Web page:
If you have abducted your child, whether unintentionally or not, we are here to advise and support you.

We understand that parents move their children from one country to another for a wide range of reasons. If you have moved your child from one country to another without the consent of their other parent, or the court in the country you moved from, it is possible that you may have abducted your child.

Many parents who abduct their child actually have no idea that they have done anything wrong until they are served with court papers or the police arrive at their door.

If after reading this, you believe that you may have abducted or retained your child – don’t panic. Call the advice line and we will ask you some simple questions and should be able to advise on what your position is. We will explain to you what options you have so that you can decide what course of action you wish to take.

There are a few important factors in your situation that will determine what options are available to you:

Wrongful Removal or Wrongful Retention?

There are two types of international parental child abduction: wrongful removal and wrongful retention.

A wrongful removal is when a child is taken out of their home country without the consent of both parents or a court order. A wrongful retention is when both parents agree their child can leave the country for a short period of time, such as a holiday, but the child does not come back at the end of the trip.

This difference is important because in England, Wales and Northern Ireland the wrongful removal of a child is a criminal offence, but wrongful retention is not. This means that the UK police will be able to provide assistance when a child has been wrongfully removed, but are unlikely to be able to do so if they have been wrongfully retained.

In Scotland there needs to be certain existing orders in place for a wrongful removal to be a criminal offence, but such orders are not needed in England, Wales and Northern Ireland. The position in other countries varies. For example in some countries both the wrongful removal and wrongful retention of a child is a criminal offence, while in others there will need to be existing court orders in place.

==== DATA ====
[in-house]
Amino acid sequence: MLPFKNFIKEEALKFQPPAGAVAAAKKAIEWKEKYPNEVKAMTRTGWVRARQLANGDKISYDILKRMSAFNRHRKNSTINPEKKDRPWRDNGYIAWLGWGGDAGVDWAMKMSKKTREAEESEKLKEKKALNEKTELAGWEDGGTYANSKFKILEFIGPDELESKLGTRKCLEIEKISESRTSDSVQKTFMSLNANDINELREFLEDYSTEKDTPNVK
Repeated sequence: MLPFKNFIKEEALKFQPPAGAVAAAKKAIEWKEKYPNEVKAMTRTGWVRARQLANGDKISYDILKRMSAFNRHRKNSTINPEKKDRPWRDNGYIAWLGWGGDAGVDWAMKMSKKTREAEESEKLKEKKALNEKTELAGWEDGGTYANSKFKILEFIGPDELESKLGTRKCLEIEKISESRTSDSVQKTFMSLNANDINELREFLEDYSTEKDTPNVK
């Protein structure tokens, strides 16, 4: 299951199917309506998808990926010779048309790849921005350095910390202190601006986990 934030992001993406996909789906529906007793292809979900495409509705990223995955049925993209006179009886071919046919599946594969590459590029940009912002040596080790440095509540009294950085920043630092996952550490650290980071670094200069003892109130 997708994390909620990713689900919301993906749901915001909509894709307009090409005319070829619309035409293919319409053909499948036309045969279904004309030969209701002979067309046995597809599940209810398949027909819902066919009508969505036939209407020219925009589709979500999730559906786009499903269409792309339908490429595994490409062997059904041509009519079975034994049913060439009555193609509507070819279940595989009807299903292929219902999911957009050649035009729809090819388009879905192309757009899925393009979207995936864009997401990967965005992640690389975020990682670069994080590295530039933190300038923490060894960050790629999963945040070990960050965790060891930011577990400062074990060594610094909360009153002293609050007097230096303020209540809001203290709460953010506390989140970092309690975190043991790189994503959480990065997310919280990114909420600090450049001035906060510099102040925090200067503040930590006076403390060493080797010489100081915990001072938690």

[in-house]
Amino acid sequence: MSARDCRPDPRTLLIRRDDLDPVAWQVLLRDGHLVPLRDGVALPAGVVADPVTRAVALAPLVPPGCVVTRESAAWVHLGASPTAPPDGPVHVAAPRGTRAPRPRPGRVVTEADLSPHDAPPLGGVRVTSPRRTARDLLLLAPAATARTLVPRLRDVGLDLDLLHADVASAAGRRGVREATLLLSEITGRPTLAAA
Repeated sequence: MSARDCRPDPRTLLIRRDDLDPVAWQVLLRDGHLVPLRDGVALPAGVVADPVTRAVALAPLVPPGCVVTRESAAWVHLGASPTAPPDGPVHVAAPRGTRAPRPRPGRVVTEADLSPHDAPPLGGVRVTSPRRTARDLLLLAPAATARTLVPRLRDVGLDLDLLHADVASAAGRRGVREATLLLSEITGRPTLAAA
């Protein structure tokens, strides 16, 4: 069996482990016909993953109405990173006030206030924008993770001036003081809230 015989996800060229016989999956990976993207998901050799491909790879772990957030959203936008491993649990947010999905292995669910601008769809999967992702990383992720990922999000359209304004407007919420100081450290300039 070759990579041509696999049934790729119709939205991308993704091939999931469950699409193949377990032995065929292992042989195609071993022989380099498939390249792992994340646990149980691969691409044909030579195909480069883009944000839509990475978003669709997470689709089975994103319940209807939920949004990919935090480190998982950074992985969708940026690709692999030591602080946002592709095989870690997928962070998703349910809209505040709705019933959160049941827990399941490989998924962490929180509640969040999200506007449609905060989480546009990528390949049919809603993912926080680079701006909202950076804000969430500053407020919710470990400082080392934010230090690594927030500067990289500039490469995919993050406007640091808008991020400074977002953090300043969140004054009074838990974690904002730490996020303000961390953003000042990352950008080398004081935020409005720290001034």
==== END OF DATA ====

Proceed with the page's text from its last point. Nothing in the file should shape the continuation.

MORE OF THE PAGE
It is important to know that if you are being accused of wrongfully retaining your child, there will still be options for the other parent to seek their return. In the vast majority of cases a wrongful removal and a wrongful retention are treated the same by the family courts, as they are by the 1980 Hague Convention.

Hague or Non-Hague?

If the country you have taken your child from and the country they are now in are both signed up to the 1980 Hague Convention on the Civil Aspects of Child Abduction, and have agreed to operate the Convention between them, then the left-behind parent may use the 1980 Hague Convention process to ask for the return of your child. The court of the country your child is currently in will make the decision, based on the rules set out in the 1980 Hague Convention.

The UK joined the 1980 Hague Convention in 1984, and is currently operating the Convention with  81 other countries. To find out if the 1980 Hague Convention can be used in your case, please refer to the table of signatories created by the Hague Permanent Bureau here.

If the 1980 Hague Convention is not an option in your situation, your child’s other parent may still be able to approach the courts to ask for the return of your child.

If you are being accused of wrongfully removing or retaining your child in the UK, you may be entitled to legal aid to help fund legal representation for a court case. This will depend on an assessment of your financial means and the merits of your case.

You are not alone

Parental child abductions happen more often than you probably think and can involve any country in the world. In 2019 our team recorded abductions into the UK from over 40 different countries. The most frequent countries children were brought into the the UK from were USA, Poland, Australia, Spain and Ireland.

Things to Consider:

  • Call our advice line as soon as possible for advice, information and support.
  • If possible, try to keep communication open between yourself and the other parent.
  • If you are served with any court papers seek advice from a specialist lawyer as quickly as possible.
  • When seeking legal advice or instructing a lawyer make sure they have experience in international parental child abduction cases.
  • Consider mediation as an alternative to the court process.